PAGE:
Letters to the Editor: October 29 – November 4, 2015
Worried About Fear-Mongering in Campaigns
While I chose to raise my family in Falls Church City because of the schools and care deeply about their quality, other aspects of the community are also important to me. My vision for our Little City is simple: a wonderful, safe place to live, play, and raise a family. For me, that means walkable / bikeable streets; a vibrant, central, walking-accessible retail/restaurant corridor (wouldn’t it be wonderful if our stretch of Route 7 evolved to be as vibrant and varied as King Street in Alexandria?); high-quality, inquiry-based, reasonably-sized community schools that offer a range of academic and extracurricular opportunities to all of our children; and an active community of interconnected neighbors.
I am deeply concerned about the fear-mongering infusing this campaign cycle. For one, keeping our schools exactly the same size as they are now does not ensure quality. Nor – if you actually look at the facts – does creating a vibrant semi-urban commercial corridor ensure that school quality will decline.
I worry that making decisions about development based primarily on fear not facts will ruin the rich fabric of our Little City. Leadership of that nature would certainly necessitate our reconsidering our commitment to raising our family in the City of Falls Church.
I hope the candidates elected will govern not out of fear, but instead out of a coherent vision for what the City of Falls Church can and should be in 10-20 years. Our City deserves that.
Momentum Isn’t Always A Good Thing
The News-Press is full of information about candidates and their opinions, your opinions about development in the City, and lately a sunny, but not completely logical, guest commentary about what’s good for the City. One of those opinions (as quoted from Phil Duncan and your word choice for the p. 1 headline), “Moratorium or Momentum,” is a naïve, simplistic way to frame development issues in the City and presents an untrue – and unnecessarily scary – dichotomy. Moratorium doesn’t mean “forever,” but rather a pause to take stock of the impact of the developments already underway and not approving more until we understand what we’re already getting. Momentum isn’t always a good thing. Momentum can get out of hand, and will if we continue to approve large mixed-use developments without pausing.
The choice is really “Pause and Review vs. Develop to Develop.” The “little” City of Falls Church can handle only so much exactly because it’s small. Not to know the impacts of developments underway in and around the City limits before we approve even just one more large mixed-use project is unwise, working against ourselves, and not “smart growth.”
Ms. Roth, it’s highly unlikely that the corner of Broad and West is going to “end up in the hands of [a developer] who wants little and does little except for, perhaps, planting more fast food restaurants” if “we say no to Mason Row.” Don’t you try to scare us, too! The Broad and West developers are making proffers because they have to and they want major zoning exceptions in return. Falls Church is not their concern, no matter how nicely they say it is. That’s not an insult to them. Business is business. Developments are built and sold. Spectrum will be gone in the not-too-distant future. A too-large project that’s approved just to keep “momentum” going will be with us for decades, as will its impact.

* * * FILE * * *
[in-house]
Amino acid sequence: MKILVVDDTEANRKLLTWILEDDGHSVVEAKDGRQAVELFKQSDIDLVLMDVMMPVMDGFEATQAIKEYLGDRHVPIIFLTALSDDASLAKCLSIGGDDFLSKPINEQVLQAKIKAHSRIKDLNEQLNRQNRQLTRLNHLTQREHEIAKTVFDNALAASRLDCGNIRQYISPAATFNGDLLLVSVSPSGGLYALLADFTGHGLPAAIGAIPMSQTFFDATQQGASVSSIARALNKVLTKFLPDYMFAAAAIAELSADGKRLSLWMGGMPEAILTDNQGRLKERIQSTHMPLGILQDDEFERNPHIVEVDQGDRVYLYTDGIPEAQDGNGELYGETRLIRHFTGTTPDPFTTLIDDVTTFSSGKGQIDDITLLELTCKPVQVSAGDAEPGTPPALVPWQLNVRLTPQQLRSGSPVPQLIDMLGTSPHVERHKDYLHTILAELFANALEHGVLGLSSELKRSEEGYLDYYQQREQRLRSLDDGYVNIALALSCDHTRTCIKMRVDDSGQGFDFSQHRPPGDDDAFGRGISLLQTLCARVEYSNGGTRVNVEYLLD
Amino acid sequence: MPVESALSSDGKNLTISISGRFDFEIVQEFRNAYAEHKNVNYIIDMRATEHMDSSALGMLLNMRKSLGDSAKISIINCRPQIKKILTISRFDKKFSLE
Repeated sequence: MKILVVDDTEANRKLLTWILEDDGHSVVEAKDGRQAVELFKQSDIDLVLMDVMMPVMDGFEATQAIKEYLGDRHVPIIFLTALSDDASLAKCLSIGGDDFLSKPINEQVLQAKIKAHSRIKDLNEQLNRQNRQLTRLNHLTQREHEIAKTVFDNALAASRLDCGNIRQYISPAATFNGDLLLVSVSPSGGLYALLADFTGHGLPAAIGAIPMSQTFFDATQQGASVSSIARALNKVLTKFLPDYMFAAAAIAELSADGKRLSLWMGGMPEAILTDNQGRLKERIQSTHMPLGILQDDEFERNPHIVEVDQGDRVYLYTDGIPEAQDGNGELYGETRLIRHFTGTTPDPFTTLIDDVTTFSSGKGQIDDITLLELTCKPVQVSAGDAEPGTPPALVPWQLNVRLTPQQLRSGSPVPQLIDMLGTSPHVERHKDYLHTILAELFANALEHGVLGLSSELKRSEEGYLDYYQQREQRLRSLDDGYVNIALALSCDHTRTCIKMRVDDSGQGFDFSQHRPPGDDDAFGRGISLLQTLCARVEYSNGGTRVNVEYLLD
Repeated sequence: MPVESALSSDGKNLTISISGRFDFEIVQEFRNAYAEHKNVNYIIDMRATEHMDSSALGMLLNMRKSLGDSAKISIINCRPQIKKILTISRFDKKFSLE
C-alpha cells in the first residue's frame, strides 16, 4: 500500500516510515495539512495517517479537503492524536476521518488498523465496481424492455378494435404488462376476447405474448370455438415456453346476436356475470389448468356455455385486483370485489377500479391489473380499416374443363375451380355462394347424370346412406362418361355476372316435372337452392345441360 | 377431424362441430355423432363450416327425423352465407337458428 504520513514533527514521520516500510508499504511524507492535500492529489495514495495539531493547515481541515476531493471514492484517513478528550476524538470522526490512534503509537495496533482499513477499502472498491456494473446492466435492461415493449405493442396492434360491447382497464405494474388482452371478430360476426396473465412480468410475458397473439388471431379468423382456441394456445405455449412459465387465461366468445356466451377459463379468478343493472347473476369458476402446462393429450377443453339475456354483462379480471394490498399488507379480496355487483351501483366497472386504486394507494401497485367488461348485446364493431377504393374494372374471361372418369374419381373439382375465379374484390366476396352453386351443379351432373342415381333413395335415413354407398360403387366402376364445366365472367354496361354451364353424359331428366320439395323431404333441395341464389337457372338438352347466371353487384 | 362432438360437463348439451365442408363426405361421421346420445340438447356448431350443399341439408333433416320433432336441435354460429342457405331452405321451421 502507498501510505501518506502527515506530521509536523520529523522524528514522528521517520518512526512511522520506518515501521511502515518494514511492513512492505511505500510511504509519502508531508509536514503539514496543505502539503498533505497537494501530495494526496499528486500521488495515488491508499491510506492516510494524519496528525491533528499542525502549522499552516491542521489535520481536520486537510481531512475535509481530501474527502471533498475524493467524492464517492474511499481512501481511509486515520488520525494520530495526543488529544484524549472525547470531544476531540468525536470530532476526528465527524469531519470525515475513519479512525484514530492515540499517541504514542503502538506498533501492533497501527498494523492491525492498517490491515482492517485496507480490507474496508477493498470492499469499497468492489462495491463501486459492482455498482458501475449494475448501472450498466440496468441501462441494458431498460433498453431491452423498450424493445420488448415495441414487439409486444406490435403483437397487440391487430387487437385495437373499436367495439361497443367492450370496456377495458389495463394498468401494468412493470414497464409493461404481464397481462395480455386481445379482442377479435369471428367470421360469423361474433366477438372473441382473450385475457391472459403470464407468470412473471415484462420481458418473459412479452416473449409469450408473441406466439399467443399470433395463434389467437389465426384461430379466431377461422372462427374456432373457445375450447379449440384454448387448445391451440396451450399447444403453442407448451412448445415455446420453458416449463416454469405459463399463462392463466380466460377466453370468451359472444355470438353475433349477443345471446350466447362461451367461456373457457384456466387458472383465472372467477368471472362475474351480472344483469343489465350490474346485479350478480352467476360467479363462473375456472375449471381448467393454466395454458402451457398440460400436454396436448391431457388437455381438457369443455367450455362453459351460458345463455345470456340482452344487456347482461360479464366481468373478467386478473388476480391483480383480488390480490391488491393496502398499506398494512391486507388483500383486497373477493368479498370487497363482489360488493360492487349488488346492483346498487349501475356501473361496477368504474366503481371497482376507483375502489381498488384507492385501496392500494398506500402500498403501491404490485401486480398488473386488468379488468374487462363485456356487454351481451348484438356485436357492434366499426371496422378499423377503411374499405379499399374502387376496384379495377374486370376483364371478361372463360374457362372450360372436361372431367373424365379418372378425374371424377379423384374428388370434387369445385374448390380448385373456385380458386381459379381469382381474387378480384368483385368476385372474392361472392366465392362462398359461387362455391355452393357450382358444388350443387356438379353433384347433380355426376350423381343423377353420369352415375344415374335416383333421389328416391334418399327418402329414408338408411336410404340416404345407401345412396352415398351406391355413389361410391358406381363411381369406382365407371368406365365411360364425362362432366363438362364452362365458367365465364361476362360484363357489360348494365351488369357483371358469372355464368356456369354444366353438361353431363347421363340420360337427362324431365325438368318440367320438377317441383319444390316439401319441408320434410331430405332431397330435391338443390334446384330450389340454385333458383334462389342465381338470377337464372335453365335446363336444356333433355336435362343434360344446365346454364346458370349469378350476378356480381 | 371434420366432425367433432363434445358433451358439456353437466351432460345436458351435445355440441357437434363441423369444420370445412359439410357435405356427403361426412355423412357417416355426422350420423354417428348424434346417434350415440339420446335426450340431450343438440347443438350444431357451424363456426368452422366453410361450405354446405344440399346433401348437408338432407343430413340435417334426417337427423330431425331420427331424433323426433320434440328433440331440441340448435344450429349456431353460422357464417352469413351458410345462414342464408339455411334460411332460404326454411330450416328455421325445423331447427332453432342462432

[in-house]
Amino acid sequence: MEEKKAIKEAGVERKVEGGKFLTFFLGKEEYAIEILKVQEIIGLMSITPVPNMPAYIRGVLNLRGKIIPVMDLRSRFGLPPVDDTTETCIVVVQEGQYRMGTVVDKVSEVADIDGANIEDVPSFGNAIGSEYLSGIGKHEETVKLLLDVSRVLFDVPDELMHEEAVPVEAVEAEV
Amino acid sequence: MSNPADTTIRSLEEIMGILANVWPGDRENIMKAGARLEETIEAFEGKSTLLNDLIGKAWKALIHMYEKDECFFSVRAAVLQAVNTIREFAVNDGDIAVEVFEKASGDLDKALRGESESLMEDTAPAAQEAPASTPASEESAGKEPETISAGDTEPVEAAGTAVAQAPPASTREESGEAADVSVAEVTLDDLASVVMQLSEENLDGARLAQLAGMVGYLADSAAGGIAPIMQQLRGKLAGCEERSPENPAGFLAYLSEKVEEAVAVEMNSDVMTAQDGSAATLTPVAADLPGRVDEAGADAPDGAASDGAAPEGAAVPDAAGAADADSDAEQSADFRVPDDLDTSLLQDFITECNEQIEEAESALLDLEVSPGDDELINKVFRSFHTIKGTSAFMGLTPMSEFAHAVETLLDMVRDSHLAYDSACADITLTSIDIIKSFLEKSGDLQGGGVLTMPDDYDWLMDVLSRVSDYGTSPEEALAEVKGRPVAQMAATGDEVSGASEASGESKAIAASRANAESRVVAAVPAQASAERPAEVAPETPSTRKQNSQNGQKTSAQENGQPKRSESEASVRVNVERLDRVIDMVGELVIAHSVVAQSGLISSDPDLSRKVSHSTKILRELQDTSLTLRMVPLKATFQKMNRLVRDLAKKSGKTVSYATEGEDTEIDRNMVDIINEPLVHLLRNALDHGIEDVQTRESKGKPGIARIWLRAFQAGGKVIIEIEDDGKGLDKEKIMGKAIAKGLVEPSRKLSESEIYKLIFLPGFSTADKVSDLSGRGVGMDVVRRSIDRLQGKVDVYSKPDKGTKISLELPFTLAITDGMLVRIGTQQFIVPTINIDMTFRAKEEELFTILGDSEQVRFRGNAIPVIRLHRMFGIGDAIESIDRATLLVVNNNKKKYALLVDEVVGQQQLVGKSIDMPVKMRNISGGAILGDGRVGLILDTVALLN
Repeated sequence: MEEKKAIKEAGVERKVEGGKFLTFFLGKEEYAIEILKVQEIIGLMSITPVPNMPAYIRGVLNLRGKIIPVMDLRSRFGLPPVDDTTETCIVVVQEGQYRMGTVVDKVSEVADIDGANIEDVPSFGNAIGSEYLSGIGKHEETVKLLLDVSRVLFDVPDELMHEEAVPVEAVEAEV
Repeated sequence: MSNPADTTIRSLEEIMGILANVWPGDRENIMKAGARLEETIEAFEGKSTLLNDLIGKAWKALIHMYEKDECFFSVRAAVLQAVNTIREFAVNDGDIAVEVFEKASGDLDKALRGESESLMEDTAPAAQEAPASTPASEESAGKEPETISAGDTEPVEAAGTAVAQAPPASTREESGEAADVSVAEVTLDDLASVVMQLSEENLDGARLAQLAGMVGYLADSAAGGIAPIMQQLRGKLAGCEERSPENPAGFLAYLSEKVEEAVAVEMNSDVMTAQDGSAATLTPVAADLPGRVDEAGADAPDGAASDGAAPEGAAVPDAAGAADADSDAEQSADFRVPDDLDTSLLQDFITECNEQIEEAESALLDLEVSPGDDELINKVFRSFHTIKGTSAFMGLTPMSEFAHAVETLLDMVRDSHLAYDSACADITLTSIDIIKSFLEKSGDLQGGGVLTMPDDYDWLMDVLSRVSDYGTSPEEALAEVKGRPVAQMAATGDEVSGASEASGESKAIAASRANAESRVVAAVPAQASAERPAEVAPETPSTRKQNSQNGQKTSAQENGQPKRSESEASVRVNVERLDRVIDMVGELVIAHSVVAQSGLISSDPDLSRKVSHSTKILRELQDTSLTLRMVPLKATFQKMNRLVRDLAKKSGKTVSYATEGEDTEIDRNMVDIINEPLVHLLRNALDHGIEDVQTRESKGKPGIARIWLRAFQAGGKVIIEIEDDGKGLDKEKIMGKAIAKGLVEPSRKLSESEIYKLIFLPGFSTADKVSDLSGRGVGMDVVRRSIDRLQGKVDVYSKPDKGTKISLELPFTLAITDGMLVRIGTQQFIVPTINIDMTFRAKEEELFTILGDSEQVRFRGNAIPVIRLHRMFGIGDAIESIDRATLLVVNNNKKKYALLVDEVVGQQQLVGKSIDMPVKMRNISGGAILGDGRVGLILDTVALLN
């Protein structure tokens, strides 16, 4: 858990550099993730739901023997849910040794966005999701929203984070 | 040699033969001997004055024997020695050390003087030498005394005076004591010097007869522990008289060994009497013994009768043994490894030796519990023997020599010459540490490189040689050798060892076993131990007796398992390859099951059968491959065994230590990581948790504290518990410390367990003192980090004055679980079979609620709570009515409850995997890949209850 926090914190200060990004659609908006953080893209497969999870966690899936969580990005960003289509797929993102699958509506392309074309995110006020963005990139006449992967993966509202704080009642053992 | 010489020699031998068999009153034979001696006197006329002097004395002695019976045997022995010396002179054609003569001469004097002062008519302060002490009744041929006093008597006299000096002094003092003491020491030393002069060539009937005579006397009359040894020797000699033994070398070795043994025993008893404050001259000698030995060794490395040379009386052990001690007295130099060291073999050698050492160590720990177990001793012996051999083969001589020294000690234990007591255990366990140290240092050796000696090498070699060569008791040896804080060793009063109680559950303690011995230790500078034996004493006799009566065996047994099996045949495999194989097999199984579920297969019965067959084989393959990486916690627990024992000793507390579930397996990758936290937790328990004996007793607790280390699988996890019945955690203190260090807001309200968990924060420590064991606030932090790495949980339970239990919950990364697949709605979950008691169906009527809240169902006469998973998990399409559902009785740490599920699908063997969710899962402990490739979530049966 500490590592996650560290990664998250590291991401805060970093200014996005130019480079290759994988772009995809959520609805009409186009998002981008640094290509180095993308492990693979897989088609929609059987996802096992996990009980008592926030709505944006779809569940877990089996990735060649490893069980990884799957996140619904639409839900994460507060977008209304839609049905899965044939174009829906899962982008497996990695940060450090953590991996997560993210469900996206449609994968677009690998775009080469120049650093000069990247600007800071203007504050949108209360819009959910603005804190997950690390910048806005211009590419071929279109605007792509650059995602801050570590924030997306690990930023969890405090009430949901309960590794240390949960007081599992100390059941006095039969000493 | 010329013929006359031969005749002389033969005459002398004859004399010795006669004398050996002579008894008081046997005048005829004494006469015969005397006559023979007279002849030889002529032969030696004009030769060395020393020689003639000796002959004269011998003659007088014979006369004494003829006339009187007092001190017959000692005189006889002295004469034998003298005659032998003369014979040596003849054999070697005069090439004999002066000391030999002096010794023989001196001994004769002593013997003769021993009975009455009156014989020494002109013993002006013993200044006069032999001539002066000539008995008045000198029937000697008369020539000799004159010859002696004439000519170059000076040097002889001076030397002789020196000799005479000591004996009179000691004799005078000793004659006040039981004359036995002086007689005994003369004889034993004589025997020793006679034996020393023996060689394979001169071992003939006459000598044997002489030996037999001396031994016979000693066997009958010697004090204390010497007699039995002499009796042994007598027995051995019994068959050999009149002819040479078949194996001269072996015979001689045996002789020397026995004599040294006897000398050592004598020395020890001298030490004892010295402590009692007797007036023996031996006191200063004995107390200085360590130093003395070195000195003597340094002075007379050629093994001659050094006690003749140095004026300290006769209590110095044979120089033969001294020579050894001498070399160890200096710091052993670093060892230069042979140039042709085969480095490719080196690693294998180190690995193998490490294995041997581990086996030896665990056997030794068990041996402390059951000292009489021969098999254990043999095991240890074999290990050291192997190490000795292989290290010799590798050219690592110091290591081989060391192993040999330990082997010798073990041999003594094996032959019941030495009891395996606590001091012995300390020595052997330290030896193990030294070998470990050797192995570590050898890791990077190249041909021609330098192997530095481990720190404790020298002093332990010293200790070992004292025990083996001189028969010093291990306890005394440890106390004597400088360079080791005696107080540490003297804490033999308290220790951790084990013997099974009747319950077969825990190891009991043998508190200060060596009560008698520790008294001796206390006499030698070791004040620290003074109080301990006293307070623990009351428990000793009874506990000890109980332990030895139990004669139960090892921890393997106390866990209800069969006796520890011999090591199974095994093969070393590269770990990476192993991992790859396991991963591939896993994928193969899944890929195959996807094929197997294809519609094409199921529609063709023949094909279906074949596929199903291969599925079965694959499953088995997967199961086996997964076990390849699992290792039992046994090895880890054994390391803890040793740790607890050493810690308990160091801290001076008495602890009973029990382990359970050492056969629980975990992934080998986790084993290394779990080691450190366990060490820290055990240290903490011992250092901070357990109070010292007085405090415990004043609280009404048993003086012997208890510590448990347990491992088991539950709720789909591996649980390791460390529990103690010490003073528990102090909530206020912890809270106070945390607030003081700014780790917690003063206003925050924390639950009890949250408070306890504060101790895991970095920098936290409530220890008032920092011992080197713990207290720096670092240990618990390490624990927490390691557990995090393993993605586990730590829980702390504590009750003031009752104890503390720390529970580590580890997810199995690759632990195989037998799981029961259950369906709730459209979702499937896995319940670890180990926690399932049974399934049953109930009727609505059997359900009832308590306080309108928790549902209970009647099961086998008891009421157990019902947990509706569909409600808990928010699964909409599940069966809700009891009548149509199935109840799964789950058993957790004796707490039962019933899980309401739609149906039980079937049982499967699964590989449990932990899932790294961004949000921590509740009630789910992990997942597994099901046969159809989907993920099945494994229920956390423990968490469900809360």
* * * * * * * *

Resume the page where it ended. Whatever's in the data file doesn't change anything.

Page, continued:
Falls Church Does Not Need To ‘Take a Breather’
We do not need to take chances on inexperienced School Board candidates who have a personal vendetta against the School Board or no track record (Kaye, Kutchma, or Smerdon); or former council members who did nothing remarkable their first time on Council and apparently have few ideas of what to do in the future since they (Barry or Mabry) only want to “take a breather” (granted that is Mabry’s shtick, however all five mentioned above likely subscribe to that by association since all appear on a flyer that arrived this week in our mailboxes). Get elected and “take a breather?” That’s a non sequitur if ever I heard one, and unfortunately a great disservice to our citizens and our students.
This slate of candidates appear to have an ironic reverse progressive attitude. So their mantra is to “let’s take a breather,” and by a logical extension then allow the surrounding jurisdictions to box Falls Church City into an untenable situation where there is a diminishing tax base and real estate taxes on homeowners will be forced even higher. That sounds like a recipe for losing our identity and being forced to merge with Arlington or Fairfax County. The City Council and School Board have been doing a great service to our City’s citizens in the face of our unique and compact geography. That geography forces the commercial district into a distinct and defined pattern, and our Council has been effectively managing the increase in commercial, and revenue generating, use of that space. I welcome multiple groceries within the city.
We are situated in a unique hub of opportunity where Metro and the toll road to Dulles, Metro and I-66 to D.C. and out past Manassas to Front Royal can be spokes of a technology circle to rival the Technology Corridor of I-270 in Maryland. Certainly our Council has been aware of this unique geography on which the City finds itself as a hub of opportunity, and has been effectively building for our place in the rehabilitation of this area. It is not time to “take a breather,” lest we be left behind and the history of the City of Falls Church ends with a “take a breather” attitude.